This celebrated collection of essays from the author of Infinite Jest is "brilliantly entertaining...Consider the Lobster proves once more why Wallace should be regarded as this generation's best comic writer" (Cleveland Plain Dealer).
Do lobsters feel pain? Did Franz Kafka have a funny bone? What is John Updike's deal, anyway? And what happens when adult video starlets meet their fans in person?
David Foster Wallace answers these questions and more in essays that are also enthralling narrative adventures. Whether covering the three-ring circus of John McCain's 2000 presidential race, plunging into the wars between dictionary writers, or confronting the World's Largest Lobster Cooker at the annual Maine Lobster Festival, Wallace projects a quality of thought that is uniquely his and a voice as powerful and distinct as any in American letters.
"Wallace can do sad, funny, silly, heartbreaking, and absurd with equal ease; he can even do them all at once." --Michiko Kakutani, New York Times
Novelist Wallace (Infinite Jest) might just be the smartest essayist writing today. His topics are various this new collection treats porn, sports autobiographies and the vagaries of English usage, among others his perspective always slightly askew and his observations on point. Wallace is also frustrating to read. This arises from a few habits that have elevated him to the level of both cause c l bre and enfant terrible in the world of letters. For one thing, he uses abbrs. w/r/t just about everything without warning or, most of the time, context. For another, he inserts long footnotes and parenthetical asides that by all rights should be part of the main texts (N.B.: These usually occur in the middle of phrases, so that the reader cannot recall the context by the time the parentheses are wrapped up) but never are. These tricks are adequately postmodern (a term Wallace is intelligent enough to question) to prove his cleverness. But a writer this gifted doesn't need such cleverness. Wallace's words and ideas, as well as a wonderful sense of observation that makes even the most shopworn themes seem fresh, should suffice.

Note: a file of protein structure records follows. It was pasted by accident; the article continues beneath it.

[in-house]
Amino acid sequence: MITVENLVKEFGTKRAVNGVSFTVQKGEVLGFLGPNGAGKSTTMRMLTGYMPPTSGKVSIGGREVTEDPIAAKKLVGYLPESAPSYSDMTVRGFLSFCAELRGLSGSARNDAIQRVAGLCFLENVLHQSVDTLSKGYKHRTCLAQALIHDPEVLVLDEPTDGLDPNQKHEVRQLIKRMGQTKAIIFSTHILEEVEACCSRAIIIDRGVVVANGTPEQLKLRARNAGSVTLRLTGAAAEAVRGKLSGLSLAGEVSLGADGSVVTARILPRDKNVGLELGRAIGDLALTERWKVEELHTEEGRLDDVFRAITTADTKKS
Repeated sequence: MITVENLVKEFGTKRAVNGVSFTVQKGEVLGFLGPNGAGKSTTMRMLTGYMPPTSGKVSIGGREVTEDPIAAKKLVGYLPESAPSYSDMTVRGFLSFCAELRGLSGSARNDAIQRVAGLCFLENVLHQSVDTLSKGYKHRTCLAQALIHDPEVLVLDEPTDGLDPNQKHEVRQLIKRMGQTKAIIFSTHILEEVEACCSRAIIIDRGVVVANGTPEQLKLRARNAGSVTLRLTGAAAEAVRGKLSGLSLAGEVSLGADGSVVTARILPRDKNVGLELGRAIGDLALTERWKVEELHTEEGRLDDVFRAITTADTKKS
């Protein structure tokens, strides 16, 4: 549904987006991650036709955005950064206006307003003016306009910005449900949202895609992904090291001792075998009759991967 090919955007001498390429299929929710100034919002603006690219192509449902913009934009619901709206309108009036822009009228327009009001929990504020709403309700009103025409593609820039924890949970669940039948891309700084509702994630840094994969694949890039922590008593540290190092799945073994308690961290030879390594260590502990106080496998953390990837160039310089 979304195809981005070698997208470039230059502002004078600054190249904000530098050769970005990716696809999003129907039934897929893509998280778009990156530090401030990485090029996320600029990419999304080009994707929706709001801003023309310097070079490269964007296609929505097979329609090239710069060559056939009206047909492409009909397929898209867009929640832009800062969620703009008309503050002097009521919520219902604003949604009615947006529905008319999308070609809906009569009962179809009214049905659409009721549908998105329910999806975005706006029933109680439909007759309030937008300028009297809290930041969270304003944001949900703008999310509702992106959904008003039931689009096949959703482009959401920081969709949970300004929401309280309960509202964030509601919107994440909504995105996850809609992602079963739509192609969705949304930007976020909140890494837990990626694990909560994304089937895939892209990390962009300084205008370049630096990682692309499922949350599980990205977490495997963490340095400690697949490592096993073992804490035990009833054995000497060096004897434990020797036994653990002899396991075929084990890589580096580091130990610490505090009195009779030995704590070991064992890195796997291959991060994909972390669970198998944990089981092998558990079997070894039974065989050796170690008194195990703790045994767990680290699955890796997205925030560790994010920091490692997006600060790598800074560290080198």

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Consider the Lobster
Perhaps there's a a better collection of short stories that's ever been written. But I seriously doubt it.
Potential readers should be warned that the first story contains pretty explicit language. It’s not a story about sex, it’s a story about a reporter covering the sex industry. Unfortunately it’s hard to quote people from the sex industry without including a lot of not family or work safe dialog. This story is _WAY_ more graphic than other books tagged as explicit in the iBooks Store.